IN nature we see animals and insects using their defence mechanisms when threatened. People too, can pull out defence mechanisms when feeling threatened or attacked. Steve Bagi is an organisational psychologist from Actuate Consulting. He says we shouldn’t get so defensive. Instead, leaders are advised to strip out the emotion and adopt a pragmatic approach.
For those in leadership, criticism and conflict can be seen as an attack on their leadership ability, performance or the health of the organisation. Some leaders handle criticism very badly and their defence mechanisms go into action very quickly.
When facing criticism and conflict we always have the choice whether we use our defence mechanisms or not. We can respond or react. Some things to think about:
Who’s bristling your prickles?
Are they being reasonable? Is this a person who is usually calm and collected or are they someone who is always looking for a fight? Is it someone who usually has your best interests at heart? Are they just having a bad day and you just happened to be standing there?
Try not to buy in with your emotions
When we allow our emotions to fully kick in, then we may begin to lose the ability to really work the conflict out as in the heat of the moment voices are raised, words are said and relevant hand gestures given. Try to keep an objective view and respond rather than react. Don’t retaliate; just listen and show that you are interested in resolving the problem.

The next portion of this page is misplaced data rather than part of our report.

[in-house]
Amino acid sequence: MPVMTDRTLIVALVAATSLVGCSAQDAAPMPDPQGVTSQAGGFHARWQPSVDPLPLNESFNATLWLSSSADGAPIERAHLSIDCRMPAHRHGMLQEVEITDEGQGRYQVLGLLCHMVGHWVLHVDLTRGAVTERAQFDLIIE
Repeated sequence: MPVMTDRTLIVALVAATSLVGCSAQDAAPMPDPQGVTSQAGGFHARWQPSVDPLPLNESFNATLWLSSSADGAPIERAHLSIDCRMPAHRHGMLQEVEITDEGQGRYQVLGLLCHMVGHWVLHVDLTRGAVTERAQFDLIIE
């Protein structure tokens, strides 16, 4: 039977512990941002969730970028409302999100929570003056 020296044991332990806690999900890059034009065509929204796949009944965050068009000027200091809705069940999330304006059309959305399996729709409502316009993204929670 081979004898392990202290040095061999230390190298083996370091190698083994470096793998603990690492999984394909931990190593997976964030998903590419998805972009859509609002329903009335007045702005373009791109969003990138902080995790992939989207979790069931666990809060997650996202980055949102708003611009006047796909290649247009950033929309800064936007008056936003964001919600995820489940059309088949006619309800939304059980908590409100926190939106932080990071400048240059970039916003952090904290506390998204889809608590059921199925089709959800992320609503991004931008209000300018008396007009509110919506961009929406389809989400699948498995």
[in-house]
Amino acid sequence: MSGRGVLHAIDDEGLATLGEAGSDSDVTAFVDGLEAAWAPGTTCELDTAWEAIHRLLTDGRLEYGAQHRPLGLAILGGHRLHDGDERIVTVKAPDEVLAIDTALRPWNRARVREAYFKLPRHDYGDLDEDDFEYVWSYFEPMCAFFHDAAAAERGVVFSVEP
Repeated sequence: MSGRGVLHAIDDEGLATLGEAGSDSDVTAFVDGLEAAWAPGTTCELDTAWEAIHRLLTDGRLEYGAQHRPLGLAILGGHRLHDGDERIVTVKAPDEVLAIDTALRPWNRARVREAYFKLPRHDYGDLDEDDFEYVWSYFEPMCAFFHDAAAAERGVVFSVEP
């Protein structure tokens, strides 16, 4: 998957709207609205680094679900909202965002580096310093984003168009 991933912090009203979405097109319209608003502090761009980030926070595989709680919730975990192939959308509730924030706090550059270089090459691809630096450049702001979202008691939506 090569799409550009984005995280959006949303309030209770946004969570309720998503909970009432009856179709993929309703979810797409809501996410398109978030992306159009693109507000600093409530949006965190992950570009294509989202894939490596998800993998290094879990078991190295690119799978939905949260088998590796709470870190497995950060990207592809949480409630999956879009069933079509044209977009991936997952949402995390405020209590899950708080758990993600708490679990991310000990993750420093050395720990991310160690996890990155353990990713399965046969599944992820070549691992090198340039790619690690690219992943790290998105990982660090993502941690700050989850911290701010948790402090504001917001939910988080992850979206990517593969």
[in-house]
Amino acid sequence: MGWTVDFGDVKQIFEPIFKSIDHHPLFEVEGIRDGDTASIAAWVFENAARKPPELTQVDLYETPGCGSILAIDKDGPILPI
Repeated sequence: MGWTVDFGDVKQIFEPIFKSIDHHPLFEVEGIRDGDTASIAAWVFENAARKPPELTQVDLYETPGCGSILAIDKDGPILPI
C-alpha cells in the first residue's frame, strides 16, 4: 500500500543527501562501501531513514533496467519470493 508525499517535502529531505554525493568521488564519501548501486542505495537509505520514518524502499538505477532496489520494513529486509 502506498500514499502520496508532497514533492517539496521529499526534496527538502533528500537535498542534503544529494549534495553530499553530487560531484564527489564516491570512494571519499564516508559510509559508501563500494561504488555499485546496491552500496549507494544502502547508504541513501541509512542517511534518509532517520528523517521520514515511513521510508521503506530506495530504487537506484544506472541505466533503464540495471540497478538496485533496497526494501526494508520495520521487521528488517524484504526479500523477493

Don’t fight back
When threatened or hurt, our natural tendency is to fire back. What this does is escalate the conflict. One lesson that I have almost learned in conflict with our teenage children is that sometimes I just need to keep my big mouth shut and not have to have the last word.
Don’t build the wall and fill the moat
As a defence mechanism we can start to shut the other person out. We dig in and hold the fort. The problem with building a fort is that the other person will need even bigger guns to get through or just give up, leaving the issues unresolved.
Focus on the issue
So often we get defensive and take things personally when we should, instead, be focused on the issue at hand.
We should be wrestling with the issue and not each other. Leaders need to look at the issue and not see the comments as a personal attack on their leadership.
De-escalate the conflict
If the other person is not backing down with their offensive then you can calmly tell them what you are thinking about the situation and then withdraw.
This is not giving in; neither is it giving them the victory as it robs them of the thrill of the fight. Decide to disengage and not give them power.
When next in a conflict situation just think. Don’t react, respond. This might not resolve the conflict but there is a good chance that you will feel better about it and not have too much to apologise for later.
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